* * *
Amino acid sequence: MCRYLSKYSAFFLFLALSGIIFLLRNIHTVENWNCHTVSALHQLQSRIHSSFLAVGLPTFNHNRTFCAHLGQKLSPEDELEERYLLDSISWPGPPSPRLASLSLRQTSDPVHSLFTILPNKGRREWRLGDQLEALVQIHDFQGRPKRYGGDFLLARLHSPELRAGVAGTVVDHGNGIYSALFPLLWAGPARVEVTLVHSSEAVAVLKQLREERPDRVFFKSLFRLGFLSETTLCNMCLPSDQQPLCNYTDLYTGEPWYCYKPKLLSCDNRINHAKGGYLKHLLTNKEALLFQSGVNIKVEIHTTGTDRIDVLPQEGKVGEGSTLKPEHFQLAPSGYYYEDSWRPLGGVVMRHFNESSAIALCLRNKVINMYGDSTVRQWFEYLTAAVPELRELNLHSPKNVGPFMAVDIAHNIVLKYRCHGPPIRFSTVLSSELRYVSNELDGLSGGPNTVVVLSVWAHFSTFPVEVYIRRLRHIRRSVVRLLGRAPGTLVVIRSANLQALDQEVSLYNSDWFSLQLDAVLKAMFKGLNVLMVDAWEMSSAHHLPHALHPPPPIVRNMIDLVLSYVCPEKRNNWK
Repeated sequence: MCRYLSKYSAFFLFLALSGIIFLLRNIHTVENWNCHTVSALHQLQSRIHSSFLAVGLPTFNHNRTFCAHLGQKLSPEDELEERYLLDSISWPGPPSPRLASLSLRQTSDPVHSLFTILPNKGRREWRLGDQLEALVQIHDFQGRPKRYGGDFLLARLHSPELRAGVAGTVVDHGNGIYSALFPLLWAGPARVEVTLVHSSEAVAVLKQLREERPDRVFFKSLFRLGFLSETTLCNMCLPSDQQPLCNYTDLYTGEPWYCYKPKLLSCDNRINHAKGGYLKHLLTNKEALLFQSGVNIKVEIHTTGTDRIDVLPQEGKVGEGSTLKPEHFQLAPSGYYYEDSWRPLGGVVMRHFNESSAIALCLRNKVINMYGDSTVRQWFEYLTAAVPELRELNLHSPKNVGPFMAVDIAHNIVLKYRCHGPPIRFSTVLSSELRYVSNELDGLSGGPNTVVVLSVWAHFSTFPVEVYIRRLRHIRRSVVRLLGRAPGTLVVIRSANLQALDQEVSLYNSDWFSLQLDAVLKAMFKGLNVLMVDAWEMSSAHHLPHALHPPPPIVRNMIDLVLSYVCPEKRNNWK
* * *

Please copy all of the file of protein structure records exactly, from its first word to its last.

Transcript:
Amino acid sequence: MCRYLSKYSAFFLFLALSGIIFLLRNIHTVENWNCHTVSALHQLQSRIHSSFLAVGLPTFNHNRTFCAHLGQKLSPEDELEERYLLDSISWPGPPSPRLASLSLRQTSDPVHSLFTILPNKGRREWRLGDQLEALVQIHDFQGRPKRYGGDFLLARLHSPELRAGVAGTVVDHGNGIYSALFPLLWAGPARVEVTLVHSSEAVAVLKQLREERPDRVFFKSLFRLGFLSETTLCNMCLPSDQQPLCNYTDLYTGEPWYCYKPKLLSCDNRINHAKGGYLKHLLTNKEALLFQSGVNIKVEIHTTGTDRIDVLPQEGKVGEGSTLKPEHFQLAPSGYYYEDSWRPLGGVVMRHFNESSAIALCLRNKVINMYGDSTVRQWFEYLTAAVPELRELNLHSPKNVGPFMAVDIAHNIVLKYRCHGPPIRFSTVLSSELRYVSNELDGLSGGPNTVVVLSVWAHFSTFPVEVYIRRLRHIRRSVVRLLGRAPGTLVVIRSANLQALDQEVSLYNSDWFSLQLDAVLKAMFKGLNVLMVDAWEMSSAHHLPHALHPPPPIVRNMIDLVLSYVCPEKRNNWK
Repeated sequence: MCRYLSKYSAFFLFLALSGIIFLLRNIHTVENWNCHTVSALHQLQSRIHSSFLAVGLPTFNHNRTFCAHLGQKLSPEDELEERYLLDSISWPGPPSPRLASLSLRQTSDPVHSLFTILPNKGRREWRLGDQLEALVQIHDFQGRPKRYGGDFLLARLHSPELRAGVAGTVVDHGNGIYSALFPLLWAGPARVEVTLVHSSEAVAVLKQLREERPDRVFFKSLFRLGFLSETTLCNMCLPSDQQPLCNYTDLYTGEPWYCYKPKLLSCDNRINHAKGGYLKHLLTNKEALLFQSGVNIKVEIHTTGTDRIDVLPQEGKVGEGSTLKPEHFQLAPSGYYYEDSWRPLGGVVMRHFNESSAIALCLRNKVINMYGDSTVRQWFEYLTAAVPELRELNLHSPKNVGPFMAVDIAHNIVLKYRCHGPPIRFSTVLSSELRYVSNELDGLSGGPNTVVVLSVWAHFSTFPVEVYIRRLRHIRRSVVRLLGRAPGTLVVIRSANLQALDQEVSLYNSDWFSLQLDAVLKAMFKGLNVLMVDAWEMSSAHHLPHALHPPPPIVRNMIDLVLSYVCPEKRNNWK